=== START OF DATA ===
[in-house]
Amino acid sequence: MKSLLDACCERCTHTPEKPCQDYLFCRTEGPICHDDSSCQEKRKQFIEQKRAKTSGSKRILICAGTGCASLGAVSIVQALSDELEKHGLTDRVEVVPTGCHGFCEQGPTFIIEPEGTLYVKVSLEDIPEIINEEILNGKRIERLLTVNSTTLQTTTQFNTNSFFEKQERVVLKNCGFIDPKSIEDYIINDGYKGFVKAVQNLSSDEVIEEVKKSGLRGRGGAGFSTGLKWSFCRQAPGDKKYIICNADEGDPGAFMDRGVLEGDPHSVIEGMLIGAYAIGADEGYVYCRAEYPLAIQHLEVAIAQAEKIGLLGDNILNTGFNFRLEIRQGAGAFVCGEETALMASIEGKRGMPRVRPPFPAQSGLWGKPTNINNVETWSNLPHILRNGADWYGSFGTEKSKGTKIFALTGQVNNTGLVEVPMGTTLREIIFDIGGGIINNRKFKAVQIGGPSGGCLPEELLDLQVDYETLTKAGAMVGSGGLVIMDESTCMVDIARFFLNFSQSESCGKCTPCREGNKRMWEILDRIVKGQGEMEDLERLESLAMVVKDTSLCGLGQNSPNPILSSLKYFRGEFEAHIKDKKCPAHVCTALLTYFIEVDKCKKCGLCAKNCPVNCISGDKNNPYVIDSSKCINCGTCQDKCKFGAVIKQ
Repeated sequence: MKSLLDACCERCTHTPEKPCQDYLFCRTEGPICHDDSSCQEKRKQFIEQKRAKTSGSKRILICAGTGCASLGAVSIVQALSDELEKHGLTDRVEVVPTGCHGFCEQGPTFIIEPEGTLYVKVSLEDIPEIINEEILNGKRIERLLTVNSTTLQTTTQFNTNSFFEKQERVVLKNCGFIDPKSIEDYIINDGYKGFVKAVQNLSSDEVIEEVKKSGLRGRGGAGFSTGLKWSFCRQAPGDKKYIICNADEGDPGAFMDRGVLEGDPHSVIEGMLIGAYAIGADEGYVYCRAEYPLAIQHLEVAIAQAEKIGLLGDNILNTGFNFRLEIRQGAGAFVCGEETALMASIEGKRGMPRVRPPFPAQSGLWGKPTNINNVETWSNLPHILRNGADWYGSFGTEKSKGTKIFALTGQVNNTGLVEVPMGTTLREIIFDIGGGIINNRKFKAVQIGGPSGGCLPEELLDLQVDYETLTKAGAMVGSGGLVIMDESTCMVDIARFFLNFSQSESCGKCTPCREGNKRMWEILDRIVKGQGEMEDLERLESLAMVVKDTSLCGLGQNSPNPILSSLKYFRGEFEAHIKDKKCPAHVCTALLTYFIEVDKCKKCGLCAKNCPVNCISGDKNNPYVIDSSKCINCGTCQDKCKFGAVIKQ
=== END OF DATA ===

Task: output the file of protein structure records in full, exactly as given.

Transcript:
[in-house]
Amino acid sequence: MKSLLDACCERCTHTPEKPCQDYLFCRTEGPICHDDSSCQEKRKQFIEQKRAKTSGSKRILICAGTGCASLGAVSIVQALSDELEKHGLTDRVEVVPTGCHGFCEQGPTFIIEPEGTLYVKVSLEDIPEIINEEILNGKRIERLLTVNSTTLQTTTQFNTNSFFEKQERVVLKNCGFIDPKSIEDYIINDGYKGFVKAVQNLSSDEVIEEVKKSGLRGRGGAGFSTGLKWSFCRQAPGDKKYIICNADEGDPGAFMDRGVLEGDPHSVIEGMLIGAYAIGADEGYVYCRAEYPLAIQHLEVAIAQAEKIGLLGDNILNTGFNFRLEIRQGAGAFVCGEETALMASIEGKRGMPRVRPPFPAQSGLWGKPTNINNVETWSNLPHILRNGADWYGSFGTEKSKGTKIFALTGQVNNTGLVEVPMGTTLREIIFDIGGGIINNRKFKAVQIGGPSGGCLPEELLDLQVDYETLTKAGAMVGSGGLVIMDESTCMVDIARFFLNFSQSESCGKCTPCREGNKRMWEILDRIVKGQGEMEDLERLESLAMVVKDTSLCGLGQNSPNPILSSLKYFRGEFEAHIKDKKCPAHVCTALLTYFIEVDKCKKCGLCAKNCPVNCISGDKNNPYVIDSSKCINCGTCQDKCKFGAVIKQ
Repeated sequence: MKSLLDACCERCTHTPEKPCQDYLFCRTEGPICHDDSSCQEKRKQFIEQKRAKTSGSKRILICAGTGCASLGAVSIVQALSDELEKHGLTDRVEVVPTGCHGFCEQGPTFIIEPEGTLYVKVSLEDIPEIINEEILNGKRIERLLTVNSTTLQTTTQFNTNSFFEKQERVVLKNCGFIDPKSIEDYIINDGYKGFVKAVQNLSSDEVIEEVKKSGLRGRGGAGFSTGLKWSFCRQAPGDKKYIICNADEGDPGAFMDRGVLEGDPHSVIEGMLIGAYAIGADEGYVYCRAEYPLAIQHLEVAIAQAEKIGLLGDNILNTGFNFRLEIRQGAGAFVCGEETALMASIEGKRGMPRVRPPFPAQSGLWGKPTNINNVETWSNLPHILRNGADWYGSFGTEKSKGTKIFALTGQVNNTGLVEVPMGTTLREIIFDIGGGIINNRKFKAVQIGGPSGGCLPEELLDLQVDYETLTKAGAMVGSGGLVIMDESTCMVDIARFFLNFSQSESCGKCTPCREGNKRMWEILDRIVKGQGEMEDLERLESLAMVVKDTSLCGLGQNSPNPILSSLKYFRGEFEAHIKDKKCPAHVCTALLTYFIEVDKCKKCGLCAKNCPVNCISGDKNNPYVIDSSKCINCGTCQDKCKFGAVIKQ